Mourning a lost generation
Now peace has come, but they that fell
Know only that they sought it well.
They cannot know that peace has come
Let us make haste and let us build
Great worlds with strength
and wonder filled,
Then shall they know their peace has come.
In July 1920, Nettie Palmer contributed a poem, Their Peace, to an issue of the Melbourne University Magazine commemorating its students’ and graduates’ part in the Great War. In seven short stanzas it summed up the deep sentiments at the institution — both grief and the hope and potential for a better future.
As the University’s War Memorial on the South Lawn records, 1725 of our people served on active duty during World War I, of whom 253 died from wounds or illness. They included “past and present students, teaching staff, administrative staff and servants of the University of Melbourne”.
As the student population of the University until 1914 was little more than 1000, it represented an inordinate sacrifice, not only in lives but the extinguished futures of many of the young nation’s “best and brightest”.
“That loss of potential was devastating for Australia,” says Professor of Australian Studies and History Kate Darian-Smith (BA(Hons) 1983, PhD 1988, GDipEd 1992). “Following the war there is this lost generation of young men, often very brilliant men, who don’t come back or come back incapacitated.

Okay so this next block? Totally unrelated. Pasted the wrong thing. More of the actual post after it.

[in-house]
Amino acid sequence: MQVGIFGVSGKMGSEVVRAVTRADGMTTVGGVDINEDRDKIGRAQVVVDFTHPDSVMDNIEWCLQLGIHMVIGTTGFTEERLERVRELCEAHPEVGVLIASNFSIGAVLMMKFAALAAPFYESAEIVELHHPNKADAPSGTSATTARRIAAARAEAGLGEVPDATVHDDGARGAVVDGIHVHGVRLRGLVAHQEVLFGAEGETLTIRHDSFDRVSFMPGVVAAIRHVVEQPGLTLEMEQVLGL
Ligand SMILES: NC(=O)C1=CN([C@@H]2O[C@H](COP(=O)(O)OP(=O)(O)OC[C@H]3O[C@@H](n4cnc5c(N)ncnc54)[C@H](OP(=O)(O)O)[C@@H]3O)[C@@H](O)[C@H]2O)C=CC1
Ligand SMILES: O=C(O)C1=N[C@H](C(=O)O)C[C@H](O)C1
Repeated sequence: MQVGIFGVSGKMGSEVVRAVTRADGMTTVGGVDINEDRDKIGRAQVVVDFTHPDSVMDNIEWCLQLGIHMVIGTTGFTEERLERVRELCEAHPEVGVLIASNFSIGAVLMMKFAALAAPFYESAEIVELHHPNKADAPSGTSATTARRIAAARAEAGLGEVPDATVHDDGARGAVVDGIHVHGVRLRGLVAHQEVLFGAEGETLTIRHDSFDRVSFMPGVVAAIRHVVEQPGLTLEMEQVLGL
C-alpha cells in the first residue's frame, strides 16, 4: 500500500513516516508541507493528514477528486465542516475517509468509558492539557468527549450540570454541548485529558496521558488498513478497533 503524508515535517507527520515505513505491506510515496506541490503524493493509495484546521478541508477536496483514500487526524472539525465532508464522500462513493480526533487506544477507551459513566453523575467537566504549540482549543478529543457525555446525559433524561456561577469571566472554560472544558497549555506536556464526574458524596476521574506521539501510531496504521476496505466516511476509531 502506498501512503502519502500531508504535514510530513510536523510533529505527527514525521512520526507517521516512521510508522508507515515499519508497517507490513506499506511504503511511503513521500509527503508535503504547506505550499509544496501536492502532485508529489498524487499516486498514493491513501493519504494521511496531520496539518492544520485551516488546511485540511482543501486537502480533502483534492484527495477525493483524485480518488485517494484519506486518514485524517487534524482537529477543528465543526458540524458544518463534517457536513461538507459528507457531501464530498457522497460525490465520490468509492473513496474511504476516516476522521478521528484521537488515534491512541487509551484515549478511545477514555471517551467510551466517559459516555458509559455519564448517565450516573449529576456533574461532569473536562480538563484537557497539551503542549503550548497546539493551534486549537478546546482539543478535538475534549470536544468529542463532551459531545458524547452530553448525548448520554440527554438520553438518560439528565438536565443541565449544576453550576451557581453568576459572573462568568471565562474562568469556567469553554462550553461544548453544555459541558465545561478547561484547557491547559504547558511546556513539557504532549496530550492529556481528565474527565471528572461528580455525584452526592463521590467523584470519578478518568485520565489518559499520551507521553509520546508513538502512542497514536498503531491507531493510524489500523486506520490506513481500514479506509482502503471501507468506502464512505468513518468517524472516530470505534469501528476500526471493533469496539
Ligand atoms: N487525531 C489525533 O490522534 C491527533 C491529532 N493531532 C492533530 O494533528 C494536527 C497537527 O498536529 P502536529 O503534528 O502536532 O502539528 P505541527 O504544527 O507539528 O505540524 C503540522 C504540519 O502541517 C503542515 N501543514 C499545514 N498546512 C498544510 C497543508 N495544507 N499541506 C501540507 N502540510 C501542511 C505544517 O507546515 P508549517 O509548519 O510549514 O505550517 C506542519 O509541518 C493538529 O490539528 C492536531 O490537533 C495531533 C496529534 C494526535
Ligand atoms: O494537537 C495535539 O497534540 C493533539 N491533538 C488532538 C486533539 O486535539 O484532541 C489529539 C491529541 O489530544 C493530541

“There’s personal grief and a wider social grief and I think the lost generation haunted Australia through the 1920s. That decade was a period of huge adjustment — in the nation and at this university — to that loss.”
The war years were “a grim time” that brought significant change to the University, adds Dr James Waghorne (BA/BE(CivEng) (Hons) 2002, BA(Hons) 2003, PhD 2008), Research Officer at the History of the University Unit. “The effect of such a proportionately large loss was massive. I think it totally changed the way the institution operated and the way its people saw themselves, in so many different ways.”
Where the University had previously been a somewhat insular, elite place, its student body and staff now engaged with broad social issues, forming a Public Questions Society and leading debate on such issues as conscription and the implications of the Bolshevik Revolution in Russia. The University also brought its research capacity to bear, with medical research and the engineering department’s work on mass production of armaments.
And, in a sense, the loss of that generation of men opened up opportunities for one section of society, says Professor Darian-Smith. “Those gaps did create, for a very small number of highly educated women, some extraordinary opportunities to get into the workforce and begin making great contributions. “The war was a catalyst for change in Australian society and that of course was reflected in the University.”
– Gary Tippet